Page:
The membership voted to accept this offer and move to our current location at the corner of South Clinton Avenue and Court Street.
The church board hired Claude Bragdon, one of Rochester’s most respected architects, to design a new church. He used the nearly 1500 year-old Hagia Sophia Mosque in Istanbul, Turkey, pictured in a drawing at right, as inspiration for his design.
Bragdon incorporated several stained glass windows, including our beloved Sargent window, from our soon-to-be-demolished church. The Sargent window, named for its donor, is based on “The Good Shepherd” by Doré.
The cornerstone of the new church – and our current building – was laid on September 15, 1907. Bragdon’s design included a second-floor gymnasium.
The board contracted to purchase an organ from the Hope-Jones Organ Company in December 1907. The innovative design used electrical current combined with air to activate the pipes. This type of organ was quickly becoming popular in movie theaters in a time during the silent era.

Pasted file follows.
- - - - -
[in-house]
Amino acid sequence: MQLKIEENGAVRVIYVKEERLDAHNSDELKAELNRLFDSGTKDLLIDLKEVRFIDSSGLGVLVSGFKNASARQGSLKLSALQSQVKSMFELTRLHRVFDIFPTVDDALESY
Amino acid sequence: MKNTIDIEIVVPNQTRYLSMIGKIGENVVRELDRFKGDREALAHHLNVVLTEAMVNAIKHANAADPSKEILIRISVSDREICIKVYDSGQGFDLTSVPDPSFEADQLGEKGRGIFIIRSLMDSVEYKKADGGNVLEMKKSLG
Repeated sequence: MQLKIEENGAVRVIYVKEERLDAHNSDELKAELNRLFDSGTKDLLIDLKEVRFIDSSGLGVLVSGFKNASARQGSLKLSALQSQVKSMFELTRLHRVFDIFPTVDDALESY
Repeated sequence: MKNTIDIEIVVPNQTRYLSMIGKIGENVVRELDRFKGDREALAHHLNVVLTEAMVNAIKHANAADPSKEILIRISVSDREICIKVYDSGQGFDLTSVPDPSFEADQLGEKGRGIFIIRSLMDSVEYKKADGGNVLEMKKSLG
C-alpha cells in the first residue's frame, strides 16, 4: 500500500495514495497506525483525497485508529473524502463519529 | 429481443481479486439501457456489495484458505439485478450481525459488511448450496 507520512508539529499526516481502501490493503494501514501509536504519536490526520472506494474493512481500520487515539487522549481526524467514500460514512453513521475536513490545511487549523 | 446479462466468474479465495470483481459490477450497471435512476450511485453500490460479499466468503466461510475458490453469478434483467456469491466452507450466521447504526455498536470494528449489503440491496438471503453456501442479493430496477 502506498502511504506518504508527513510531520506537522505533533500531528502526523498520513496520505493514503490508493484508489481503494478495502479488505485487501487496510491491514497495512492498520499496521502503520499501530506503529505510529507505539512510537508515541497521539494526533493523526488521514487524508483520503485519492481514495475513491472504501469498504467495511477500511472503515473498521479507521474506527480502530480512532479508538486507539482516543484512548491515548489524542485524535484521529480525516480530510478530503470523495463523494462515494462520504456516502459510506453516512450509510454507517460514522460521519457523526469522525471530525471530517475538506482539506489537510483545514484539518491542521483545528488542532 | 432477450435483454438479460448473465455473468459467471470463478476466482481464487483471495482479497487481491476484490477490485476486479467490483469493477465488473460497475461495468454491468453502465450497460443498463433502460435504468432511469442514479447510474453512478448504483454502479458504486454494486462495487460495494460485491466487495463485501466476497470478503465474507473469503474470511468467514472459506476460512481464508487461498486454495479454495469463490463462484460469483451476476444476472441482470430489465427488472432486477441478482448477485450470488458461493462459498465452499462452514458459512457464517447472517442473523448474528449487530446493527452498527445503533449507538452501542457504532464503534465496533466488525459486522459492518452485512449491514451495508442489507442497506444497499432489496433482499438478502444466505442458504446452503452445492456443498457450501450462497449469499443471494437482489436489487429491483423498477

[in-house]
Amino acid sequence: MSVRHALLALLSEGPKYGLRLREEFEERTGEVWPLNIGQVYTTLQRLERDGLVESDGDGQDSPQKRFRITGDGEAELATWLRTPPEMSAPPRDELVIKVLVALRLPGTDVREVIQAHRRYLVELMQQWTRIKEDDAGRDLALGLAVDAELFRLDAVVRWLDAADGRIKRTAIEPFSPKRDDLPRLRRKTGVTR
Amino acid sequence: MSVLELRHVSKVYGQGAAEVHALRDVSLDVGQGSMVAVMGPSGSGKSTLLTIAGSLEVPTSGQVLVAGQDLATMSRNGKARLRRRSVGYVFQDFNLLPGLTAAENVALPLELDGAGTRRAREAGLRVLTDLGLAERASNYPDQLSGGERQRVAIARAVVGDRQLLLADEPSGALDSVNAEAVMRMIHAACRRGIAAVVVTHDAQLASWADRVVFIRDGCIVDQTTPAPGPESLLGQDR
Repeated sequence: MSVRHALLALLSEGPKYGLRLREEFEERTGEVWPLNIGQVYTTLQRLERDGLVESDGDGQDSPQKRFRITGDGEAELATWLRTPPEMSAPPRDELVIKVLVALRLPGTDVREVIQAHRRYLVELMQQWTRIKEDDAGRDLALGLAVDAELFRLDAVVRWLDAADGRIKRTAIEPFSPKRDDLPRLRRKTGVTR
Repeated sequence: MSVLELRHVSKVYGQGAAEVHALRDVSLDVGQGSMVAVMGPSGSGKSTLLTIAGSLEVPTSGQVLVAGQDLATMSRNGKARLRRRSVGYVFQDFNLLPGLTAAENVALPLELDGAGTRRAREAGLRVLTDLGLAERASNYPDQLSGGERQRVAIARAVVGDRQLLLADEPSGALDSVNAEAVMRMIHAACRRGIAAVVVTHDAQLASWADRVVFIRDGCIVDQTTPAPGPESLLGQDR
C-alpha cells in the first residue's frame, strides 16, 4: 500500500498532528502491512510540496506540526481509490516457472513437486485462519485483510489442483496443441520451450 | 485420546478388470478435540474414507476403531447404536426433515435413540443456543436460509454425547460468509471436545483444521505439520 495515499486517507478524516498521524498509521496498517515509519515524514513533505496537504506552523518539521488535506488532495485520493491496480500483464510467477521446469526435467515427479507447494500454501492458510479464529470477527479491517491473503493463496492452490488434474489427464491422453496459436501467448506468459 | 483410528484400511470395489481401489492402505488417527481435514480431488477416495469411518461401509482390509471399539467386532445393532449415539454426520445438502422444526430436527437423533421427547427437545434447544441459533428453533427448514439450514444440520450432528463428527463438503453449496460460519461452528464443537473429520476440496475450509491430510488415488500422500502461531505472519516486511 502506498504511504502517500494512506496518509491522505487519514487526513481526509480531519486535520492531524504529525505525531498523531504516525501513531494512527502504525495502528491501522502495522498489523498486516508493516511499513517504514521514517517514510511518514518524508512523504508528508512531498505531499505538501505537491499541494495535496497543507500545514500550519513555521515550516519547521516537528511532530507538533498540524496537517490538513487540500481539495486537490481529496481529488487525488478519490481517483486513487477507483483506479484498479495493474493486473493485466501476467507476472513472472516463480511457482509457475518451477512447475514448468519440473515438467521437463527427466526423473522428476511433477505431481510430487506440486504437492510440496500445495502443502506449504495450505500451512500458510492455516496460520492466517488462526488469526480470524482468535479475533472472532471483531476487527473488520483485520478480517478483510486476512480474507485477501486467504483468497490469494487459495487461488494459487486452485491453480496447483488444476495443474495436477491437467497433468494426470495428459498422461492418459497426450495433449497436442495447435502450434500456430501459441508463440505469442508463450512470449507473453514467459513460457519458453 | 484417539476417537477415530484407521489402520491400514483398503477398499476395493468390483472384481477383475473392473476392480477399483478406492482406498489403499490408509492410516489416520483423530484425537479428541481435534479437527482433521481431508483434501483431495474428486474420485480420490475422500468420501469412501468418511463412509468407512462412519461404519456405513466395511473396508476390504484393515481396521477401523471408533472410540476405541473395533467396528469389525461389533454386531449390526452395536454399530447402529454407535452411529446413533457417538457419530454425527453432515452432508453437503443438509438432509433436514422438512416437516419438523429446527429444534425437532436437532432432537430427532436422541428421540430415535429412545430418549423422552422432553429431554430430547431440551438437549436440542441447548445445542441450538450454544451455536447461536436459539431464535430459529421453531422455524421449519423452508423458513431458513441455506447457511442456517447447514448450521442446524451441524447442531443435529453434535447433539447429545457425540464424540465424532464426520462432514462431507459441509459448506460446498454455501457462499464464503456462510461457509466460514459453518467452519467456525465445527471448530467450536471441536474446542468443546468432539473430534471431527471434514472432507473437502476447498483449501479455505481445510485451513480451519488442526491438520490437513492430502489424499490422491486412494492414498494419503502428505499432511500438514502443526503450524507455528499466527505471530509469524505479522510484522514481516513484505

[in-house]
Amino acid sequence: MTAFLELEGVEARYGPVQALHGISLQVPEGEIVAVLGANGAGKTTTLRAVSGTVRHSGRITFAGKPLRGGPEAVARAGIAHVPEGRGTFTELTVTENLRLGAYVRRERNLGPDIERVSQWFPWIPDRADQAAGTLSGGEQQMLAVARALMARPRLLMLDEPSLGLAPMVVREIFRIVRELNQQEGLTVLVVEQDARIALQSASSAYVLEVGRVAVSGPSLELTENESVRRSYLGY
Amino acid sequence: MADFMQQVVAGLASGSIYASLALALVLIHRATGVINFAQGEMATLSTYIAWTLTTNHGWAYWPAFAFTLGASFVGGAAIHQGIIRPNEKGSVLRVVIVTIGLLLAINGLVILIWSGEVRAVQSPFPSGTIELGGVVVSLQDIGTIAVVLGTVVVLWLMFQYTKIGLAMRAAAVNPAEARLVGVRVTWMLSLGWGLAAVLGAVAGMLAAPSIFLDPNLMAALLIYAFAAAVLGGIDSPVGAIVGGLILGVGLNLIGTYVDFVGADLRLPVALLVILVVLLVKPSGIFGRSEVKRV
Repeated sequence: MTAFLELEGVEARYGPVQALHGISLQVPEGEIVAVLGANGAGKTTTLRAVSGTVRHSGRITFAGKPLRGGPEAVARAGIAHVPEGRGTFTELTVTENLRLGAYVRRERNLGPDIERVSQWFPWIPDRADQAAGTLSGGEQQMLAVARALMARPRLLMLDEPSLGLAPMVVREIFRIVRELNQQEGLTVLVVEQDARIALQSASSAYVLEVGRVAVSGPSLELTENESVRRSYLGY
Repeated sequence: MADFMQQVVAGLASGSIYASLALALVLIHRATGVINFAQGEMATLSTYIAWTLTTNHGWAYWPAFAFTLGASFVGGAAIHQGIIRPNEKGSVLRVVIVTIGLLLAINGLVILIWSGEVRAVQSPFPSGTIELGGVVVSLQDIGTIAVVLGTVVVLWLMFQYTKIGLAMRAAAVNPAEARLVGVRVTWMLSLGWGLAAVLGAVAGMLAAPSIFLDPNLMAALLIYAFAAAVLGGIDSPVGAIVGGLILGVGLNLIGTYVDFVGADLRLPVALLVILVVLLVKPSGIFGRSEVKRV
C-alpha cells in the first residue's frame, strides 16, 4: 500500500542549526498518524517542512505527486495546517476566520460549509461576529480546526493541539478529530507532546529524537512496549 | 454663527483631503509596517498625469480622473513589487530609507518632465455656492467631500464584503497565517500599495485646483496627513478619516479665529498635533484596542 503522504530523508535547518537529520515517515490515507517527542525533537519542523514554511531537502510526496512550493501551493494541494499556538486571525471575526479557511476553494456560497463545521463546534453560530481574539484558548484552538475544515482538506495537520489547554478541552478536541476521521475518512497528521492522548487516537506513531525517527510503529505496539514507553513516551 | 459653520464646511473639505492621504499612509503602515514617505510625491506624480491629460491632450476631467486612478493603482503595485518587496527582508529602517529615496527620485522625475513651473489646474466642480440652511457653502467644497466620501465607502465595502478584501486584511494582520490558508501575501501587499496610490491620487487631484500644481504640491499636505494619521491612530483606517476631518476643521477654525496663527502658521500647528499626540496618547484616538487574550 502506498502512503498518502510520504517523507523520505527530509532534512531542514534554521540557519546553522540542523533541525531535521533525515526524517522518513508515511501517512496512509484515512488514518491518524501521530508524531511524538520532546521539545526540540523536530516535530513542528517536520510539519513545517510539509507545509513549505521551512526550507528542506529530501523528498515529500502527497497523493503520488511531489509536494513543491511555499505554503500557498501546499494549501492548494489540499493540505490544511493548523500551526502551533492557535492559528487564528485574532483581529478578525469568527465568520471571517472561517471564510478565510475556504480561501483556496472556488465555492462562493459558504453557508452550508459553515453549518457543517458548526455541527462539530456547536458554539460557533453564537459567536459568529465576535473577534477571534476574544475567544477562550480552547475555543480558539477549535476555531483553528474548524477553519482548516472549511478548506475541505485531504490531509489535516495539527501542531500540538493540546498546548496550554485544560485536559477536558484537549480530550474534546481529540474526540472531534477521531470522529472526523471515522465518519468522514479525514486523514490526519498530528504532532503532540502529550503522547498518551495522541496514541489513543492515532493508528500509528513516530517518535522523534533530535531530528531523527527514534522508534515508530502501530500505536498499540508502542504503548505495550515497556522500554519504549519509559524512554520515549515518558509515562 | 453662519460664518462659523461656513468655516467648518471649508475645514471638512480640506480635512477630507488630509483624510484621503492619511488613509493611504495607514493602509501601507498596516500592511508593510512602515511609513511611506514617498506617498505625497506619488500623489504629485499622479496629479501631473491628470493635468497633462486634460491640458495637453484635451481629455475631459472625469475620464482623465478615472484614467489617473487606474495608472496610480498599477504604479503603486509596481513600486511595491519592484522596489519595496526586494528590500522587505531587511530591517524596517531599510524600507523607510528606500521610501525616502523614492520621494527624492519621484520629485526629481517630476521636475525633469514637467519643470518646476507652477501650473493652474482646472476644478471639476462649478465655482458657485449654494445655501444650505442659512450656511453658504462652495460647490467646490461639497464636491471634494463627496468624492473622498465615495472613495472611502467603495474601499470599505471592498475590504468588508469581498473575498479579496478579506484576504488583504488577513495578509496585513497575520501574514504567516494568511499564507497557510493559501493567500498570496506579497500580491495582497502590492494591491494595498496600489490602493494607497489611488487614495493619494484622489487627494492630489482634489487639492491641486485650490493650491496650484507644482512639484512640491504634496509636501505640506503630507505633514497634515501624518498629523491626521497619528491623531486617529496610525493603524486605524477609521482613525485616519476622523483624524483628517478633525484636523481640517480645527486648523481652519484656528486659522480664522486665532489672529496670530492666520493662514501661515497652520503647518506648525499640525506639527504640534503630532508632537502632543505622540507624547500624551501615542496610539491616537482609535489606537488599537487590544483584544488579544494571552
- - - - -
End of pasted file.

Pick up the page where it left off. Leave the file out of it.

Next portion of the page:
The dedication ceremony was a week-long event in October 1908, starting with a sermon by Rev. Grose titled “Our Inheritance.” Mark Twain, as a director of the Hope-Jones Organ Company, came to our church for a demonstration of the organ used to accompany a singer, which at that time was generally considered to be an unsuitable use of an organ.
Even then, we liked to “push the envelope.”
In 1937, the organ underwent a restoration. Murray Memorial Chimes, which allowed 25 cathedral chimes to be played from the keyboard, were added.
The long-unused second floor gymnasium was renovated to create classrooms in 1959. A third floor was added.
This 1965 photo (at right), taken from South Clinton Avenue, showed our church as the construction of the Xerox tower began.
In May of 1971, the U. S. Department of Interior listed our church at 150 S. Clinton Avenue on its National Register of Historic Places.
Our building and organ have undergone many restorations and changes over the years. We are still here, still standing.
* From First Universalist of Rochester: Timeline of a Century Landmark by Karen Dau, 2007.